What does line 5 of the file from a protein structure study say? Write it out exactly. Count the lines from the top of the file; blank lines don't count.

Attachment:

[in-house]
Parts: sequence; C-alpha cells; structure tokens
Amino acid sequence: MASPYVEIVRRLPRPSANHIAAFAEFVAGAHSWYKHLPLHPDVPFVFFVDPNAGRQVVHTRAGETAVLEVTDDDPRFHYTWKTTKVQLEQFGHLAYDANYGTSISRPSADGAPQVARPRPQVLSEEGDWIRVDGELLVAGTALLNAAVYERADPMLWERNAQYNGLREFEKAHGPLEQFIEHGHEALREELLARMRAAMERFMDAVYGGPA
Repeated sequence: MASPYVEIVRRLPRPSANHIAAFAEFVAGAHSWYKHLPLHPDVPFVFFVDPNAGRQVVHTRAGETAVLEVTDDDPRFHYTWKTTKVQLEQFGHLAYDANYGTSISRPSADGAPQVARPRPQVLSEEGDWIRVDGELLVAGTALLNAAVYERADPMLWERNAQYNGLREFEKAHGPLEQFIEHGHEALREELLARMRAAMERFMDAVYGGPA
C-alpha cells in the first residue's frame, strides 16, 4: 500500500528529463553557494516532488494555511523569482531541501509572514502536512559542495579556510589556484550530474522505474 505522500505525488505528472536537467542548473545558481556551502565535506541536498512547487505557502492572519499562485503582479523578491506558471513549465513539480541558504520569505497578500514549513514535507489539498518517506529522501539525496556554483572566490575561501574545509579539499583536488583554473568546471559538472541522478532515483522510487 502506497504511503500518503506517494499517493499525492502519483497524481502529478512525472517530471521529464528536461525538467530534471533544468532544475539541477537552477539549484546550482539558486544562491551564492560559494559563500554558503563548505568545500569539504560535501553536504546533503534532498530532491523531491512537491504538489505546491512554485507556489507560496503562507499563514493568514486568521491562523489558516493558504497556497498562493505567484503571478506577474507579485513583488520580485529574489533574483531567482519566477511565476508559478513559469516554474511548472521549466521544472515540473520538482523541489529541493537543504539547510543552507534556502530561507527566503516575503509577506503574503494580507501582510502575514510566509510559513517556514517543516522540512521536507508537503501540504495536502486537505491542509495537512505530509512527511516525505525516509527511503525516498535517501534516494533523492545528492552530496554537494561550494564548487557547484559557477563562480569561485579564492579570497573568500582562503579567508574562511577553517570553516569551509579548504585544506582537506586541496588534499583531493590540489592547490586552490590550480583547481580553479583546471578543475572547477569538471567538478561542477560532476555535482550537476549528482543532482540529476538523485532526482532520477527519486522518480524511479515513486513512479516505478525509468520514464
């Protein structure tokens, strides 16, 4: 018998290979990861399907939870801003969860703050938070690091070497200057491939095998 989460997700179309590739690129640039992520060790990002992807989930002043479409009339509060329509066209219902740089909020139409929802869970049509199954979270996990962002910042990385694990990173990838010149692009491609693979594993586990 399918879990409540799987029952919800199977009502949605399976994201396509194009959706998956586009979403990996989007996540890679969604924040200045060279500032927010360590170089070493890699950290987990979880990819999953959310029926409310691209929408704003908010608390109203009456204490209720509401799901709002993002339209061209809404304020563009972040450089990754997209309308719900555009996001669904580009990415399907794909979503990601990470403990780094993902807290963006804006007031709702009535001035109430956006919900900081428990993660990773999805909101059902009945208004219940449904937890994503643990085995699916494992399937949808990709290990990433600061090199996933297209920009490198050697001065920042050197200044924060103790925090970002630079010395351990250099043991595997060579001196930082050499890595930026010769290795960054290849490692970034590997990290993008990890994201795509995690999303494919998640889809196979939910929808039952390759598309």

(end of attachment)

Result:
C-alpha cells in the first residue's frame, strides 16, 4: 500500500528529463553557494516532488494555511523569482531541501509572514502536512559542495579556510589556484550530474522505474 505522500505525488505528472536537467542548473545558481556551502565535506541536498512547487505557502492572519499562485503582479523578491506558471513549465513539480541558504520569505497578500514549513514535507489539498518517506529522501539525496556554483572566490575561501574545509579539499583536488583554473568546471559538472541522478532515483522510487 502506497504511503500518503506517494499517493499525492502519483497524481502529478512525472517530471521529464528536461525538467530534471533544468532544475539541477537552477539549484546550482539558486544562491551564492560559494559563500554558503563548505568545500569539504560535501553536504546533503534532498530532491523531491512537491504538489505546491512554485507556489507560496503562507499563514493568514486568521491562523489558516493558504497556497498562493505567484503571478506577474507579485513583488520580485529574489533574483531567482519566477511565476508559478513559469516554474511548472521549466521544472515540473520538482523541489529541493537543504539547510543552507534556502530561507527566503516575503509577506503574503494580507501582510502575514510566509510559513517556514517543516522540512521536507508537503501540504495536502486537505491542509495537512505530509512527511516525505525516509527511503525516498535517501534516494533523492545528492552530496554537494561550494564548487557547484559557477563562480569561485579564492579570497573568500582562503579567508574562511577553517570553516569551509579548504585544506582537506586541496588534499583531493590540489592547490586552490590550480583547481580553479583546471578543475572547477569538471567538478561542477560532476555535482550537476549528482543532482540529476538523485532526482532520477527519486522518480524511479515513486513512479516505478525509468520514464